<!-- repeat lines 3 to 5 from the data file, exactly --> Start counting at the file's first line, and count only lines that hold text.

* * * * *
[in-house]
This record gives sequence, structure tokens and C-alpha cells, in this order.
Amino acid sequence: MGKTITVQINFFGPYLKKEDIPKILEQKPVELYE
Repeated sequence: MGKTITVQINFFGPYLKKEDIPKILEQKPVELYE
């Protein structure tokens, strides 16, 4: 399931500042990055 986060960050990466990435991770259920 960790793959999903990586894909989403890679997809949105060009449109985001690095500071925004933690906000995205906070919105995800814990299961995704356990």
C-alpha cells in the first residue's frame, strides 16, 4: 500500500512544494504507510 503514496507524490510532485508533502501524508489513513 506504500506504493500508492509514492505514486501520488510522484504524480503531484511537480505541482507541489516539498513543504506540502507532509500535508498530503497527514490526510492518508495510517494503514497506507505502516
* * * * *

Amino acid sequence: MGKTITVQINFFGPYLKKEDIPKILEQKPVELYE
Repeated sequence: MGKTITVQINFFGPYLKKEDIPKILEQKPVELYE
């Protein structure tokens, strides 16, 4: 399931500042990055 986060960050990466990435991770259920 960790793959999903990586894909989403890679997809949105060009449109985001690095500071925004933690906000995205906070919105995800814990299961995704356990």